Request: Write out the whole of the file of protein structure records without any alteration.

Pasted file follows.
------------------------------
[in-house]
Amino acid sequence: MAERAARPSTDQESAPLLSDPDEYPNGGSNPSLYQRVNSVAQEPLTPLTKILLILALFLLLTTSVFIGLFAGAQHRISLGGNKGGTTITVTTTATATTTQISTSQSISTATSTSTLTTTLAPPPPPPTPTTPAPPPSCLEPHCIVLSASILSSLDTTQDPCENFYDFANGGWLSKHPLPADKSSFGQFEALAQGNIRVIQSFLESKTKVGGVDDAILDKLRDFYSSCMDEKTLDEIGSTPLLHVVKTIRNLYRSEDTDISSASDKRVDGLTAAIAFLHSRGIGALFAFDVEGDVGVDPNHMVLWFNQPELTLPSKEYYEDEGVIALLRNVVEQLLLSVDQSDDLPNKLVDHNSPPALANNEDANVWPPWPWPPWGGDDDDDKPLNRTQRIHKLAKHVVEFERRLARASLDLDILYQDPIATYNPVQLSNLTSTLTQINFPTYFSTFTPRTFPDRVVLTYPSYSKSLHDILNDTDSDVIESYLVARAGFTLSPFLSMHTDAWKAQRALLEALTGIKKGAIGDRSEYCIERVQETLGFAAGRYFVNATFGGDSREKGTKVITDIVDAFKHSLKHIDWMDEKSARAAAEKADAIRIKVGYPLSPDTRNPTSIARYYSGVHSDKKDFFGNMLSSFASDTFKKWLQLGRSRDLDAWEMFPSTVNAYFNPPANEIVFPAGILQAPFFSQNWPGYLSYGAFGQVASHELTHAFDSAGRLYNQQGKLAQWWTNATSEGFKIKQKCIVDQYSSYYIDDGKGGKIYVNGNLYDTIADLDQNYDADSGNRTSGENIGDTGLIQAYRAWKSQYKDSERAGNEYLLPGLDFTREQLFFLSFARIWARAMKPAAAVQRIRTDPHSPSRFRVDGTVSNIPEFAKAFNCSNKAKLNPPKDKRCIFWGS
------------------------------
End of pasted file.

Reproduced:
[in-house]
Amino acid sequence: MAERAARPSTDQESAPLLSDPDEYPNGGSNPSLYQRVNSVAQEPLTPLTKILLILALFLLLTTSVFIGLFAGAQHRISLGGNKGGTTITVTTTATATTTQISTSQSISTATSTSTLTTTLAPPPPPPTPTTPAPPPSCLEPHCIVLSASILSSLDTTQDPCENFYDFANGGWLSKHPLPADKSSFGQFEALAQGNIRVIQSFLESKTKVGGVDDAILDKLRDFYSSCMDEKTLDEIGSTPLLHVVKTIRNLYRSEDTDISSASDKRVDGLTAAIAFLHSRGIGALFAFDVEGDVGVDPNHMVLWFNQPELTLPSKEYYEDEGVIALLRNVVEQLLLSVDQSDDLPNKLVDHNSPPALANNEDANVWPPWPWPPWGGDDDDDKPLNRTQRIHKLAKHVVEFERRLARASLDLDILYQDPIATYNPVQLSNLTSTLTQINFPTYFSTFTPRTFPDRVVLTYPSYSKSLHDILNDTDSDVIESYLVARAGFTLSPFLSMHTDAWKAQRALLEALTGIKKGAIGDRSEYCIERVQETLGFAAGRYFVNATFGGDSREKGTKVITDIVDAFKHSLKHIDWMDEKSARAAAEKADAIRIKVGYPLSPDTRNPTSIARYYSGVHSDKKDFFGNMLSSFASDTFKKWLQLGRSRDLDAWEMFPSTVNAYFNPPANEIVFPAGILQAPFFSQNWPGYLSYGAFGQVASHELTHAFDSAGRLYNQQGKLAQWWTNATSEGFKIKQKCIVDQYSSYYIDDGKGGKIYVNGNLYDTIADLDQNYDADSGNRTSGENIGDTGLIQAYRAWKSQYKDSERAGNEYLLPGLDFTREQLFFLSFARIWARAMKPAAAVQRIRTDPHSPSRFRVDGTVSNIPEFAKAFNCSNKAKLNPPKDKRCIFWGS